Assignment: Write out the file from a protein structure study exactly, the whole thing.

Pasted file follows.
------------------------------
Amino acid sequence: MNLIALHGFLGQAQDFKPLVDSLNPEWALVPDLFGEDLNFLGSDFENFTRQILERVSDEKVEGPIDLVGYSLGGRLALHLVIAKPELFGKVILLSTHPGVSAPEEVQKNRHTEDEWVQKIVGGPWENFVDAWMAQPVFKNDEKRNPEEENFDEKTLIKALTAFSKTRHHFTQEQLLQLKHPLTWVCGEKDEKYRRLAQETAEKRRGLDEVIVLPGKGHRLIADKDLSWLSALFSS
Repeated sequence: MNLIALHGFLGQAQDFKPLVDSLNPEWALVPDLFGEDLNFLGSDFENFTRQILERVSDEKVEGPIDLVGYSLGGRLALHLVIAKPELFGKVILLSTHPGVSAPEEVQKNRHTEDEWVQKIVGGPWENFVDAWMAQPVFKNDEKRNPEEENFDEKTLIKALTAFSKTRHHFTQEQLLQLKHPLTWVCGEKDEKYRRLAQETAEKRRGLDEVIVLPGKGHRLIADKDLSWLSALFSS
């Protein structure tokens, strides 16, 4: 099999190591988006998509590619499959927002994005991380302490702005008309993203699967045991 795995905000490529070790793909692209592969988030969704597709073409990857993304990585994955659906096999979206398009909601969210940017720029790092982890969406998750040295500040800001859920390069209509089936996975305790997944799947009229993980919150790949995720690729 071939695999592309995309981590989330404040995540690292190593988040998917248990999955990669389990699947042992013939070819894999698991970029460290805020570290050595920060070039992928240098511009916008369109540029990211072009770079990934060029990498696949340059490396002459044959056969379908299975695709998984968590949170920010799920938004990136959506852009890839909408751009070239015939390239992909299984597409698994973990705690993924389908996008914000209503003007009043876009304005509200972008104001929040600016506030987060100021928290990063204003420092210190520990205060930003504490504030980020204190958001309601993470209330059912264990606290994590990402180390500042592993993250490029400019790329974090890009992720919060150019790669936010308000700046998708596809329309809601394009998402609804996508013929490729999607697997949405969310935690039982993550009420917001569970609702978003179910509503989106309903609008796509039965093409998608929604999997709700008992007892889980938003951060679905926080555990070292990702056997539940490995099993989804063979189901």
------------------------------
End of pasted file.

Amino acid sequence: MNLIALHGFLGQAQDFKPLVDSLNPEWALVPDLFGEDLNFLGSDFENFTRQILERVSDEKVEGPIDLVGYSLGGRLALHLVIAKPELFGKVILLSTHPGVSAPEEVQKNRHTEDEWVQKIVGGPWENFVDAWMAQPVFKNDEKRNPEEENFDEKTLIKALTAFSKTRHHFTQEQLLQLKHPLTWVCGEKDEKYRRLAQETAEKRRGLDEVIVLPGKGHRLIADKDLSWLSALFSS
Repeated sequence: MNLIALHGFLGQAQDFKPLVDSLNPEWALVPDLFGEDLNFLGSDFENFTRQILERVSDEKVEGPIDLVGYSLGGRLALHLVIAKPELFGKVILLSTHPGVSAPEEVQKNRHTEDEWVQKIVGGPWENFVDAWMAQPVFKNDEKRNPEEENFDEKTLIKALTAFSKTRHHFTQEQLLQLKHPLTWVCGEKDEKYRRLAQETAEKRRGLDEVIVLPGKGHRLIADKDLSWLSALFSS
């Protein structure tokens, strides 16, 4: 099999190591988006998509590619499959927002994005991380302490702005008309993203699967045991 795995905000490529070790793909692209592969988030969704597709073409990857993304990585994955659906096999979206398009909601969210940017720029790092982890969406998750040295500040800001859920390069209509089936996975305790997944799947009229993980919150790949995720690729 071939695999592309995309981590989330404040995540690292190593988040998917248990999955990669389990699947042992013939070819894999698991970029460290805020570290050595920060070039992928240098511009916008369109540029990211072009770079990934060029990498696949340059490396002459044959056969379908299975695709998984968590949170920010799920938004990136959506852009890839909408751009070239015939390239992909299984597409698994973990705690993924389908996008914000209503003007009043876009304005509200972008104001929040600016506030987060100021928290990063204003420092210190520990205060930003504490504030980020204190958001309601993470209330059912264990606290994590990402180390500042592993993250490029400019790329974090890009992720919060150019790669936010308000700046998708596809329309809601394009998402609804996508013929490729999607697997949405969310935690039982993550009420917001569970609702978003179910509503989106309903609008796509039965093409998608929604999997709700008992007892889980938003951060679905926080555990070292990702056997539940490995099993989804063979189901």